Wonder Drug: LSD in the Land of Living Skies, by Hugh D.A. Goldring, Nicole Marie Burton and Dr. Erika Dyck. Toronto: Between the Lines, 2021, 96 pp, $19.99.
A Train in the Night:The Tragedy of Lac-Megantic. By Anne-Marie Saint-Cerny, Christian Quesnel, translated by W. Donald Wilson. Toronto: Between the Lines, 2022. 192 pp, $24.99.
Guest Review by Paul Buhle
Time was, and not long ago, that color printing for radical comics seemed too much to demand, either for the publisher or for the hard-pressed artist. That time may be passing, at least for the innovative, less-than-giant Between the Lines publishers in Toronto.
The story of LSD offered in Wonder Drug is a story almost never heard south of the Canadian-US border, and for good reasons. Aldous Huxley’s major collaboration in the early decades of research happened to be a less-than-famous Candian researcher, Dr. Humphry Osmond. A veteran of WWII, employed at a psychiatric clinic in a London hospital, Osmond met scientist John Smythies, who would become his long-term collaborator. Osmond coined the term “psychedelic,” but the two seem to have “discovered” the value of LSD and Mescaline.
In distant Saskatchewan, in a research center, the two worked on synthesizing peyote, known and used by Indigenous peoples across the Americas for millennia. Mescaline could be laboratory-produced, as they discovered. But they also hit up on Lysergic Acid Diethylamide, from an ergot fungus. Research became global back in 1943, separately from the Canadian experiments, when a Swiss scientist accidentally ingested LSD and went on a what we could call “A Trip.” Happily, somehow, he did not fall off his bike when returning home.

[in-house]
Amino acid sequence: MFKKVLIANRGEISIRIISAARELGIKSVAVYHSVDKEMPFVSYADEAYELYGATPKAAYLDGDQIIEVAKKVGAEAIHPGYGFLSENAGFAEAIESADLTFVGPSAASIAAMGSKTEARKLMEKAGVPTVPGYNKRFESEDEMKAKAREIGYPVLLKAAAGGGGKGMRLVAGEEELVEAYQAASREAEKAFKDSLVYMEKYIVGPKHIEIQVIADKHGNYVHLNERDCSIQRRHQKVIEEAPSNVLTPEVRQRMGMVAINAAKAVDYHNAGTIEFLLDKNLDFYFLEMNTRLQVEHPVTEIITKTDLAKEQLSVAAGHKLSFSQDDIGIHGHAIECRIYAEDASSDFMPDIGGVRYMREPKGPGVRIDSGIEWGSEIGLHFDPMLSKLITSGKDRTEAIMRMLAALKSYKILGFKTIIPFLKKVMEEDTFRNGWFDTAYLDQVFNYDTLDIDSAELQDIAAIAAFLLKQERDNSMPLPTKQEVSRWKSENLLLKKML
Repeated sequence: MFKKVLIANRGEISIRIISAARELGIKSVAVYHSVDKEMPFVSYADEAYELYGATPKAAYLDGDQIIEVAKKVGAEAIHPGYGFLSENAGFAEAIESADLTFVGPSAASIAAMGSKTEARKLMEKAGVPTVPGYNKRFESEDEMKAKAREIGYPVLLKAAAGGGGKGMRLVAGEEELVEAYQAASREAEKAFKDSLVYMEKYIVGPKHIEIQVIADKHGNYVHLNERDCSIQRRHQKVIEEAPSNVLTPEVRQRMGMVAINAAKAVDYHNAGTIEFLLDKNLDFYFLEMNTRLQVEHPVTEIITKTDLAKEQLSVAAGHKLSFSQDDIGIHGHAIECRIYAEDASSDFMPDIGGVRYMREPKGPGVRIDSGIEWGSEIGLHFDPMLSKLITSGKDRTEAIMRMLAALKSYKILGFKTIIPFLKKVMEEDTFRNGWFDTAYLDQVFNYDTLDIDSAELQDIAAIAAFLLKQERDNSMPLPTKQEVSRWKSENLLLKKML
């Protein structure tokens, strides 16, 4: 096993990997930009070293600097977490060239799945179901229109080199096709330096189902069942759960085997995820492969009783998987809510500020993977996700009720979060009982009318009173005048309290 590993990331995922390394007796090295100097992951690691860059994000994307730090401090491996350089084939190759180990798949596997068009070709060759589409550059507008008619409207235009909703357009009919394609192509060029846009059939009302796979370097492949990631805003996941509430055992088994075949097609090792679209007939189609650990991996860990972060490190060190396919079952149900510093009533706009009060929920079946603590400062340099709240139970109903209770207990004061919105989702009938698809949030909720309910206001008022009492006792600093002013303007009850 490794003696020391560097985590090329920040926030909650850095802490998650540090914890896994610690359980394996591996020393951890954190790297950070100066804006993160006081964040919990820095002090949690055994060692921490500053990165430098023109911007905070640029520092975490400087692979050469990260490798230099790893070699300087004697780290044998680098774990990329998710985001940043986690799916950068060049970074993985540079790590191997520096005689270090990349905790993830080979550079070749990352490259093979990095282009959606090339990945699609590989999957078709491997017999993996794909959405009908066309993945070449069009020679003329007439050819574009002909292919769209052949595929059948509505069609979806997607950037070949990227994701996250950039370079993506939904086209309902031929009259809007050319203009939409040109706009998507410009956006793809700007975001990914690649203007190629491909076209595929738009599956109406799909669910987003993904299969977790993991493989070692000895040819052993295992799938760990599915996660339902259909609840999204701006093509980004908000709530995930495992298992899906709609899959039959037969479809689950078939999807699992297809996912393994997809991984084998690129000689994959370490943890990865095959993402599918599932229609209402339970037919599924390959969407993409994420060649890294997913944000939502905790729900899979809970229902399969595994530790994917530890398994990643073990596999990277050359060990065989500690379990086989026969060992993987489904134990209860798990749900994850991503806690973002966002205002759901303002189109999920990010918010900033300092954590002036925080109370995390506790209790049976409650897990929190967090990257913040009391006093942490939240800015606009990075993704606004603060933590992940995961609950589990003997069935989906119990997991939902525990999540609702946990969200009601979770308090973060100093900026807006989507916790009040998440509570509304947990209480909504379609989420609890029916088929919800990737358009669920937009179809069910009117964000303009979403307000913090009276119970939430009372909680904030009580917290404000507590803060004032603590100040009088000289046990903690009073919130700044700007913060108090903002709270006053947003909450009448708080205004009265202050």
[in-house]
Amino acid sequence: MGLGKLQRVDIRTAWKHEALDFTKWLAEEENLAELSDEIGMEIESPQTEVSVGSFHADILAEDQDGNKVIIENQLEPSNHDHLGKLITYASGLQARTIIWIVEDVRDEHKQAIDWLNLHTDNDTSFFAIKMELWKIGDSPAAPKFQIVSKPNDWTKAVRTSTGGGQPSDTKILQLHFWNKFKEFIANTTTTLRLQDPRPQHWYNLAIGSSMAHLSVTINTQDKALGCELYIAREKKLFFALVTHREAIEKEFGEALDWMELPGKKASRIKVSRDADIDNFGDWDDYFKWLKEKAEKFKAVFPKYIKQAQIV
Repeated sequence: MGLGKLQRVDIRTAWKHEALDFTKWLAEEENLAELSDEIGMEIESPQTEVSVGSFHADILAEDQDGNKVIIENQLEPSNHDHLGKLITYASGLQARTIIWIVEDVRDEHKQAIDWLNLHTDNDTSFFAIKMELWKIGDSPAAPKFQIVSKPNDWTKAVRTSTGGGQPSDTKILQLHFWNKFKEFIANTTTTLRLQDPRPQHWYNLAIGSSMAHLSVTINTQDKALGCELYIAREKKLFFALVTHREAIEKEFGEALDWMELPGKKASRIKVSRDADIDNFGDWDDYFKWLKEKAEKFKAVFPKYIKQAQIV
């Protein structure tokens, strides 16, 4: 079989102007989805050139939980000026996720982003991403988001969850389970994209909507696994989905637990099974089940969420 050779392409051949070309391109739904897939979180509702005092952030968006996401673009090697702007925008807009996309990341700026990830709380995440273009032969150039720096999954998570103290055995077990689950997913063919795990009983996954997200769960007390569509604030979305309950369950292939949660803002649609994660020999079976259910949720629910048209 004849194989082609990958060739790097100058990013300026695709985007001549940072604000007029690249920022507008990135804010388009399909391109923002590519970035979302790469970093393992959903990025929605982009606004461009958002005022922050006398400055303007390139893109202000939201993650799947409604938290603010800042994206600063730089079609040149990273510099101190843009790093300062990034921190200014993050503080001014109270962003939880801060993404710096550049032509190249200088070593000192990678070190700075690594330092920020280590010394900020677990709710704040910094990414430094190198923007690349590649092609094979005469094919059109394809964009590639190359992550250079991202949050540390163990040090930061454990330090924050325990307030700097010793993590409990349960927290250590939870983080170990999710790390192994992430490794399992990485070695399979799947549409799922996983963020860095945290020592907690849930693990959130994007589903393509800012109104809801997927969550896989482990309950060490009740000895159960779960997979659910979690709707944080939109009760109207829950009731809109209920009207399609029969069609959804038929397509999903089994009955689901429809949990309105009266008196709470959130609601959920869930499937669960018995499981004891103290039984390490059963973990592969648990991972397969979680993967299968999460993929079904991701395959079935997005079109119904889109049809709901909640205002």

Here comes the fascinating political part of the book. Saskatchewan, with its social democratic government, The Cooperative Commonwealth Federation (or CCF) set out to attract world scientists for its own version of socialized medicine. Treatments for alcholism among other problems embraced the use of drugs more and more as the decades passed. Dr. Osmund happened to see an ad for a job at the British publication, The Lancet, and snapped it up: the Wayburn Institute was a natural. Osmund also snapped up some LSD.
Enough of the intriguing plot, which carries us foward through better-known territories of the 1960s, official “moral panic” and, everntually, a return to the origins: psychedelics legitimated for the supervised use of psychiatric patients. Onward—says the reviewer—to the way the comic looks and feels. There has never been an all-color comic quite like this one, and we realize it best in the many trippy moments, captured (in my own personal experience) beautifully and successfully, “bad trips” included. The art is therefore a job and a lesson. Better things can be done with comics.